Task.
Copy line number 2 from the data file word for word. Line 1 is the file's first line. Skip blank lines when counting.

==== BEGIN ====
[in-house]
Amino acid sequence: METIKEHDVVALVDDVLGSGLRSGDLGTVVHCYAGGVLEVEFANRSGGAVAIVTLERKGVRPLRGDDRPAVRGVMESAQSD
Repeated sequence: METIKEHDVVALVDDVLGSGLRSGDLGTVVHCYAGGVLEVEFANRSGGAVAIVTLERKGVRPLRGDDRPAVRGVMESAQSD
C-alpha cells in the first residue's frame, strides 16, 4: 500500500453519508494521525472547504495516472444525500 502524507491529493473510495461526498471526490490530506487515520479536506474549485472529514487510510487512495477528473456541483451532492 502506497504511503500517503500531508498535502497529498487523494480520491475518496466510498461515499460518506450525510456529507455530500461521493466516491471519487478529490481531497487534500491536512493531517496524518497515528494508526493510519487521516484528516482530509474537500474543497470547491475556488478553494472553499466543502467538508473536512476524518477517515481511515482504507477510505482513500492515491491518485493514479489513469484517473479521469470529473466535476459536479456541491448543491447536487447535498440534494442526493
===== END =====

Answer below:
Amino acid sequence: METIKEHDVVALVDDVLGSGLRSGDLGTVVHCYAGGVLEVEFANRSGGAVAIVTLERKGVRPLRGDDRPAVRGVMESAQSD